Cleco Supports EV Infrastructure through EEI National Electric Highway Coalition
Cleco is a member of the National Electric Highway Coalition, a collaboration among EEI and electric companies that are committed to providing electric vehicle (EV) fast-charging infrastructure that will allow the public to drive EVs with confidence along major U.S. travel corridors by the end of 2023.
As a member of the Coalition and in support of Cleco’s Project Energizer, Cleco is pledging to support EVs and its infrastructure with the goal of bringing business and industry to our service territory, as well as supporting energy efficiency and a reduction in carbon emissions nationwide.
To date, EEI’s member companies have invested more than $3.4 billion in customer programs and projects to deploy charging infrastructure and to accelerate electric transportation. There are more than 50 models (and counting) of EVs on the market today with over two million EVs on U.S. roads. By 2030, experts predict there to be nearly 22 million EVs on U.S. roads. EEI estimates that we will need more than 100,000 EV fast charging ports to support this projected growth.
As such, Cleco, along with other electric utilities, have an opportunity and responsibility to prepare for the increase in our customers’ use of EVs. To learn more, visit https://www.eei.org/en/issues-and-policy/national-electric-highway-coalition.
Electric vehicles and plug-in hybrids (battery and gas powered) are affordable, and technology has advanced to increase the battery life, making owning and driving an electric car more of a reality.
Types of Electric Vehicles (EV)
BEV, PHEV, what does it all mean?
- BEV or EV (Battery Electric Vehicle) all-electric vehicle that operate on 100 percent battery; charged by plugging into grid
- PHEV (Plug-in Hybrid Electric) uses energy from plugging into grid; contains combustion engine that kicks in when battery power runs out.
- Learn more at afdc.energy.gov.
An electric vehicle sounds smart, but you're probably wondering, "What do they have to offer?"
- Fuel economy: PHEVs and EVs can reduce fuel costs dramatically because of high efficiency of electric motors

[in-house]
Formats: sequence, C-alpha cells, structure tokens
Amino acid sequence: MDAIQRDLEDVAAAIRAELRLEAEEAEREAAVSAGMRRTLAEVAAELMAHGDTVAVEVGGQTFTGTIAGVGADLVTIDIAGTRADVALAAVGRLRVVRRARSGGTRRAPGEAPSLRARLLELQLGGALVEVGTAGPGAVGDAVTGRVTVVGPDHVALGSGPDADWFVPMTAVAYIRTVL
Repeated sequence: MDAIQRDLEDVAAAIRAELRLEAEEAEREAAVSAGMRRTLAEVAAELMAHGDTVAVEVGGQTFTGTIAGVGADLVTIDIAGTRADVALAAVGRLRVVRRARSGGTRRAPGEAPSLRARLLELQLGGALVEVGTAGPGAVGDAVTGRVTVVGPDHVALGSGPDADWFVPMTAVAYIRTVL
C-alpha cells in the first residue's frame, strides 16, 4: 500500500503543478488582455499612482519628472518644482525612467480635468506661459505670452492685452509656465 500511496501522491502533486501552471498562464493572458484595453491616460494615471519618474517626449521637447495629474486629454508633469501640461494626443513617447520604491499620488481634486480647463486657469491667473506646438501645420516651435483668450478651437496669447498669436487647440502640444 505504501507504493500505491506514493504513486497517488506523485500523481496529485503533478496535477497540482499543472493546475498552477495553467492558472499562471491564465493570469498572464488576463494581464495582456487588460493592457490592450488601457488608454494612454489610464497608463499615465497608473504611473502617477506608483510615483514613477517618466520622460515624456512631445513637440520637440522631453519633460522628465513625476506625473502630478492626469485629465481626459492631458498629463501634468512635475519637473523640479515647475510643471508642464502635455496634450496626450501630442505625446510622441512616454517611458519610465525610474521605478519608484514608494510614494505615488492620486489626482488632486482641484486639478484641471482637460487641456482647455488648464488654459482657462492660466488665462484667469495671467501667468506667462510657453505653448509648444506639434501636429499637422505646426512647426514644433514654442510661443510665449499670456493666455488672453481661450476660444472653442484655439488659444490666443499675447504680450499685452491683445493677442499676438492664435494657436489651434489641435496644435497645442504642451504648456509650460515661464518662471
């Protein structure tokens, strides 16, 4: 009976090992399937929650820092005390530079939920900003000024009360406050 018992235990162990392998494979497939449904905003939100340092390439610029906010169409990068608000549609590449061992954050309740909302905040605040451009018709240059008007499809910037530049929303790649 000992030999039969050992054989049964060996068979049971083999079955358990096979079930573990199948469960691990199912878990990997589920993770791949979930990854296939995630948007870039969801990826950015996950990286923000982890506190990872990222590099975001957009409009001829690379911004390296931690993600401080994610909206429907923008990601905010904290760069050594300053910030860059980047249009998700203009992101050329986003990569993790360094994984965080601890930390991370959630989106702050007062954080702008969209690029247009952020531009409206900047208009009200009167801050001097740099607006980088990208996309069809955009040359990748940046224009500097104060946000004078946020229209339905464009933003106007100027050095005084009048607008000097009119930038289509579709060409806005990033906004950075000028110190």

- Performance: high torque, immediate power, quiet and smooth ride
- Charge anywhere: plug and recharge your vehicle at home or at a charging station (work, store, highways)
- Clean: BEVs have no tailpipe emissions, PHEVs benefit from much lower tailpipe emissions
- Reduced maintenance costs for BEVs: no oil changes, no air/fuel filters, no exhaust system, no muffler or catalytic converter
- Learn more at energy.gov.
Federal and state incentives make owning an EV more of a reality.
- The federal government offers up to $7,500 in income tax credits.
- Louisiana residents can receive a tax credit of 10 percent of the vehicle cost of up to $2,500.
- Louisiana residents can receive a tax credit of 30 percent of the EV charging equipment up to $1,000.
Cost Comparison - EV vs. a combustion engine
What is e-Gallon?
It is the cost of fueling a vehicle with electricity compared to a similar vehicle that runs on gasoline.
Did you know?
On average, it costs about half as much to drive an electric vehicle.
What is the cost comparison for an electric vehicle vs. a traditional combustion engine vehicle?
Assuming the average person drives 43 miles each day in Louisiana, the average cost of gasoline is $1.88 per gallon and the average cost of eGallon is $0.84.
- The daily cost to refuel a gas-powered vehicle that gets 30 miles per gallon is $2.69
- The daily cost to recharge an electric vehicle is $1.20
In fact, for the cost benefit of electric cars to fall below the traditional gas-powered vehicle, gas prices would need to drop to $0.99 per gallon and electricity prices would need to almost double to $0.22 per kilowatt-hour.
Want more information?
Visit the U.S. Department of Energy's Alternative Fuels Data Center.
Plug-in Hybrid & EV models to choose from
Charging systems for the EV battery
So now you have your electric vehicle, how do you give it life?
There are three different levels of charging systems: Level 1, Level 2 and DC Fast Charging (Level 3). Each level provides a different level of charging power for your electric vehicle. To learn more, click here.
Level 1 Level 2 Level 3 120 volts-standard household 240 volts-standard system for household dryer 400-600 volts User power cord provided with the electric vehicle Requires installation by an electrician Delivers DC energy by bypassing on-board charger Slow charge: 8-14 hours for full charge Fast charge: 4-8 hours for full charge Fully charged in about 30 minutes
Finding a public EV charging systemElectric vehicles must have a charging station to recharge its battery pack. Many companies offer public-charging stations, either free or for a low-rate charge, to employees or customers. Needing to charge away from home? Look no further than a downloadable mobile map application! Two mobile options are: